On the first of August, Ancestry.com released new terms and conditions. Keep in mind that I am not a lawyer nor do I play one on TV. My opinions about the Ts & Cs should not be considered legal counsel. If you have questions, be sure to consult a licensed attorney. One schooled in Utah contract law might be advisable because my understanding is that merely using Ancestry.com establishes a contract between Ancestry.com and yourself. That contract is the Ts & Cs, so it is good to read through them once in awhile. Here are some changes I thought interesting:
The new terms and conditions apply to Ancestry.com, Fold3.com, and Newspapers.com. I don’t know how much the Ts & Cs of these three differed before, but it is certainly easier for users to have just one to understand. However, Rootsweb.com, genealogy.com, and mundia.com were removed from the list of “the Ancestry Community.”
Ancestry.com has added a section explaining that the contents of the websites are provided AS IS. While they attempt to make it accurate, they make no claim that it is “complete, accurate, reliable or error-free.”
I often hear people ask if they can download stuff from Ancestry.com and put it up on FamilySearch Family Tree. Ancestry.com has added language clarifying what can and can’t be done:
You may access the Websites and use the Content only for personal or professional family history research, and download Content only as search results relevant to that research. For example, the download of the whole or material parts of any work or database is prohibited. Resale of a work or database or portion thereof is prohibited. Online or other republication of Content is prohibited except as unique data elements that are part of a unique family history or genealogy.
Interpretation of the word unique there seems pretty important. Tempting as it is, I’ll resist giving any.
Ancestry.com has added a section addressing the issue of the public domain documents it has digitized (mostly from NARA).
Ancestry does not claim an exclusive right to images already in the public domain that it has converted into a digital format. However, the Websites contain images or documents…that, even if in the public domain, are subject to restrictions on reuse. By [accessing the Websites], you agree to not reuse these images or documents except that you may reuse public domain images so long as you only use small portions of the images or documents for personal use. If you republish public domain images, you agree to credit the relevant Ancestry Website as the source of the digital image, unless additional specific restrictions apply. If you wish to republish more than a small portion of the images or documents from any of the Websites, you agree to obtain prior written permission from us.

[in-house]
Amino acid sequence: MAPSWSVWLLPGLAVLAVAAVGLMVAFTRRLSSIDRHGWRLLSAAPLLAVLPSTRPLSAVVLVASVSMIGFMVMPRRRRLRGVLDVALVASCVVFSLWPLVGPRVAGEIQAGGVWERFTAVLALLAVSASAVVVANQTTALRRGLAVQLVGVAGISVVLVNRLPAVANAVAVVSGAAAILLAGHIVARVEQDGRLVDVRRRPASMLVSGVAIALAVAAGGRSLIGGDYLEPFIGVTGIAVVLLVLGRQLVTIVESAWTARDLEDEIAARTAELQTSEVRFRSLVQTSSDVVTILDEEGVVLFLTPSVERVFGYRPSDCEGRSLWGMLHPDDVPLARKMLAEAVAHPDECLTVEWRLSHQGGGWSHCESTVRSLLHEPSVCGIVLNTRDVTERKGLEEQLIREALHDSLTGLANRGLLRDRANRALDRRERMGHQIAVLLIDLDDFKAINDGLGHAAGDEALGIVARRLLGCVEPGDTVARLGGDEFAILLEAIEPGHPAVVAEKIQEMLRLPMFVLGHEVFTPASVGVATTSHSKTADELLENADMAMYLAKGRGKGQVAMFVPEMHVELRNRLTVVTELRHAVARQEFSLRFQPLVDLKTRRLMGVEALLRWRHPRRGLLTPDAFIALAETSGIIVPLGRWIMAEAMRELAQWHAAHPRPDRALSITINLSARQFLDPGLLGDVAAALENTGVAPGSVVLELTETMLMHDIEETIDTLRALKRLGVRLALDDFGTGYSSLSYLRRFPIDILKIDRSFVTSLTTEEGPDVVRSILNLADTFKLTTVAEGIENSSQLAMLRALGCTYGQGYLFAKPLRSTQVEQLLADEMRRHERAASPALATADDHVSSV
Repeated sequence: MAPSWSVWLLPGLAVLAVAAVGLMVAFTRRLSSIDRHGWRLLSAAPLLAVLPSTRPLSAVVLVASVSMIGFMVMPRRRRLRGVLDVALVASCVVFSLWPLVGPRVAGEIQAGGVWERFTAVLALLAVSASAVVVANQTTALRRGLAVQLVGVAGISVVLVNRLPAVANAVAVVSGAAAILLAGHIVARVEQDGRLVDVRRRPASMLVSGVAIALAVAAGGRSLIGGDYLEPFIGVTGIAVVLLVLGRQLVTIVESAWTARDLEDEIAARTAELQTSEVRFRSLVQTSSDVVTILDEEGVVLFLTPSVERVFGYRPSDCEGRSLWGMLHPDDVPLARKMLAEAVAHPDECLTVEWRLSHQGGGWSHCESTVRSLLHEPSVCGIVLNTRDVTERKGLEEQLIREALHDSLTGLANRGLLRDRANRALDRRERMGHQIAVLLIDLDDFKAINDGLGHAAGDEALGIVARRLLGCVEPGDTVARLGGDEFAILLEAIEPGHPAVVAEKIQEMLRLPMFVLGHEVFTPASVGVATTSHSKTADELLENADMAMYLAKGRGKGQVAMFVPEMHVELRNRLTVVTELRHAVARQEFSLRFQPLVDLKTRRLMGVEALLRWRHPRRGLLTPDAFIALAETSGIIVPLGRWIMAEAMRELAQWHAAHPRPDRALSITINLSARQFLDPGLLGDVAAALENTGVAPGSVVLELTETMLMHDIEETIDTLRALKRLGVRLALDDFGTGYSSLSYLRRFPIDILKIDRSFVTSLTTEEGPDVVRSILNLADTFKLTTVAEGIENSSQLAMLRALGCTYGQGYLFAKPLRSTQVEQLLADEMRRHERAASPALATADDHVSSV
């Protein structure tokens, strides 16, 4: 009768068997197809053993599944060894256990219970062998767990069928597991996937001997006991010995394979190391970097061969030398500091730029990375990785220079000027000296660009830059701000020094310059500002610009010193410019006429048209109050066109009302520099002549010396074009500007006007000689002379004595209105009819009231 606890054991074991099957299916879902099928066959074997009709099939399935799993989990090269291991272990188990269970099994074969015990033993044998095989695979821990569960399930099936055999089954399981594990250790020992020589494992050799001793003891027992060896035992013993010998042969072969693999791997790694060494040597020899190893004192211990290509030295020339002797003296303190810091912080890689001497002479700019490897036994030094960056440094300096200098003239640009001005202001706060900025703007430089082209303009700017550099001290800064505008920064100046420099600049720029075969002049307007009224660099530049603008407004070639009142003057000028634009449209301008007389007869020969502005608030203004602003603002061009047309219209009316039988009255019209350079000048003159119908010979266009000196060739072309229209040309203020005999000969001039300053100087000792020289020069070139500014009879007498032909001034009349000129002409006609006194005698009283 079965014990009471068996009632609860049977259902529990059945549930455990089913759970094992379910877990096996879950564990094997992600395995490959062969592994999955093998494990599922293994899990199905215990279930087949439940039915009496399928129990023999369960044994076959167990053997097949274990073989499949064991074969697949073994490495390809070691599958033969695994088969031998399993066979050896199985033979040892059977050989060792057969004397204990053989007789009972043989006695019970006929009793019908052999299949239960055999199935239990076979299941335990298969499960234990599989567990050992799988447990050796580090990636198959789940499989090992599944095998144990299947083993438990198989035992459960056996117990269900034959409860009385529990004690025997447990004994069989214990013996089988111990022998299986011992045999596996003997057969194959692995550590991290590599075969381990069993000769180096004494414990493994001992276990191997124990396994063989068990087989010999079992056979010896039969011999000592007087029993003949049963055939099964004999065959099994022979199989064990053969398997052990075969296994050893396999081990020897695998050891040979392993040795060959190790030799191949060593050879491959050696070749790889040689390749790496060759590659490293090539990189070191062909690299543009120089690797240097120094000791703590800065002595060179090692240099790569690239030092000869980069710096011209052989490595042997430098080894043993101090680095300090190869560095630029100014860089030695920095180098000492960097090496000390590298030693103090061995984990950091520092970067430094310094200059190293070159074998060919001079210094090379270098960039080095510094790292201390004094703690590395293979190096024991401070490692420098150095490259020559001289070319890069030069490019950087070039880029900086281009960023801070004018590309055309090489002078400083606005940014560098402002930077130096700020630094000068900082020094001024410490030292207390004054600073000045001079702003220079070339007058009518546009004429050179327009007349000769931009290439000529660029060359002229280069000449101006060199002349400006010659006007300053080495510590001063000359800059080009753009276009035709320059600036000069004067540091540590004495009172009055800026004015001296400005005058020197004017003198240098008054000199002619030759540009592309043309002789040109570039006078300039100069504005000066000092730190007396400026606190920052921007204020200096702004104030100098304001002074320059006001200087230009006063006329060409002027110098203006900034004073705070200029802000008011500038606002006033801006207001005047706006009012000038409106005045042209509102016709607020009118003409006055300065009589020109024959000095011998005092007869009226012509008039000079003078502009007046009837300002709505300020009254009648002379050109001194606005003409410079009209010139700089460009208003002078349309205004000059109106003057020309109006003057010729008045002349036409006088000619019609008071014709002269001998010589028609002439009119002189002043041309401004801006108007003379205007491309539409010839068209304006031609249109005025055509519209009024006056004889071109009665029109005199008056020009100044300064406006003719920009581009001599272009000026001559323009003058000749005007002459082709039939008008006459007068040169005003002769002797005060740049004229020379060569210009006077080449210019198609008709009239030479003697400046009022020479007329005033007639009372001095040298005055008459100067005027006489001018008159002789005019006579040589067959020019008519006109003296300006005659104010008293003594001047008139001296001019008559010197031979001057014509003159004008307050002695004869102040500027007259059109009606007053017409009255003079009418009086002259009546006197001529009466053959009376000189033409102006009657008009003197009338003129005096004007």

I skipped some language of that section to emphasize your contract regarding public domain images. Let me do the reverse now for non-public domain images.
The Websites contain images or documents that are protected by copyrights or that…are subject to restrictions on reuse. By [accessing the Websites], you agree to not reuse these images or documents….
When you contribute content to Ancestry.com websites, you grant them a license to use it. That only makes sense. They have strengthened the wording of that license by specifying the license is “perpetual, royalty-free, [and] world-wide” and licenses them to “otherwise use your submission to the extent…we deem appropriate…. This license continues even if you stop using the Websites or the Services.” As before, you still retain ownership of your content. You just can’t demand that Ancestry.com give it back to you.
Ancestry.com’s hasn’t yet closed the loophole that I’ve seen used to allow multiple people to justify sharing a single subscription. In both the old and new Ts & Cs, Ancestry.com specifies that “distribution of your password to others for access to Ancestry is expressly prohibited.” To this they have clarified that “you must keep your account password secure.” I’ve seen people login to a subscription in a public place and leave it logged in with the express purpose of allowing a group to use that one subscription. Should someone accidentally logout, the account holder must show up and reenter the password, so as to not violate the Ts & Cs.
You should not depend on what I’ve said here. You should read the Ts & Cs for yourself at http://www.ancestry.com/cs/legal/termsandconditions. The old Ts & Cs are available at http://www.ancestry.com/cs/legal/TermsAndConditions_2012_04_26_US.